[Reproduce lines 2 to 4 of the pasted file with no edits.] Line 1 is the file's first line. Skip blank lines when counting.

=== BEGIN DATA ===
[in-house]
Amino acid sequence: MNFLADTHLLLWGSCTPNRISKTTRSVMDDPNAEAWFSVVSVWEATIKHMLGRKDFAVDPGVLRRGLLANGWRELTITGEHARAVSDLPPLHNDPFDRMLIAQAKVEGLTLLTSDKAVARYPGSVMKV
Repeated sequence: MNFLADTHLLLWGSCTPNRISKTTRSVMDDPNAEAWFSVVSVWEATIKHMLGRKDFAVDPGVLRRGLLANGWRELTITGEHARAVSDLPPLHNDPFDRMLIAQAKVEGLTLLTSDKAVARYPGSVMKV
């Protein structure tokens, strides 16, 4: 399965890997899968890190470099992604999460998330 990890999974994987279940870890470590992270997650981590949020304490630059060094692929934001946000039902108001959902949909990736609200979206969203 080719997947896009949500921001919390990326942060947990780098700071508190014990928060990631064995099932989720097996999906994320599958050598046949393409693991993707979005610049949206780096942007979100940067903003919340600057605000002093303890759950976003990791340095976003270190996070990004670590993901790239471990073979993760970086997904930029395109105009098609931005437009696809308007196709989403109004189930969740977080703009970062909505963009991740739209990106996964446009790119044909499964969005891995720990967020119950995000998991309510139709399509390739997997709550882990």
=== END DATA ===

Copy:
Amino acid sequence: MNFLADTHLLLWGSCTPNRISKTTRSVMDDPNAEAWFSVVSVWEATIKHMLGRKDFAVDPGVLRRGLLANGWRELTITGEHARAVSDLPPLHNDPFDRMLIAQAKVEGLTLLTSDKAVARYPGSVMKV
Repeated sequence: MNFLADTHLLLWGSCTPNRISKTTRSVMDDPNAEAWFSVVSVWEATIKHMLGRKDFAVDPGVLRRGLLANGWRELTITGEHARAVSDLPPLHNDPFDRMLIAQAKVEGLTLLTSDKAVARYPGSVMKV
């Protein structure tokens, strides 16, 4: 399965890997899968890190470099992604999460998330 990890999974994987279940870890470590992270997650981590949020304490630059060094692929934001946000039902108001959902949909990736609200979206969203 080719997947896009949500921001919390990326942060947990780098700071508190014990928060990631064995099932989720097996999906994320599958050598046949393409693991993707979005610049949206780096942007979100940067903003919340600057605000002093303890759950976003990791340095976003270190996070990004670590993901790239471990073979993760970086997904930029395109105009098609931005437009696809308007196709989403109004189930969740977080703009970062909505963009991740739209990106996964446009790119044909499964969005891995720990967020119950995000998991309510139709399509390739997997709550882990």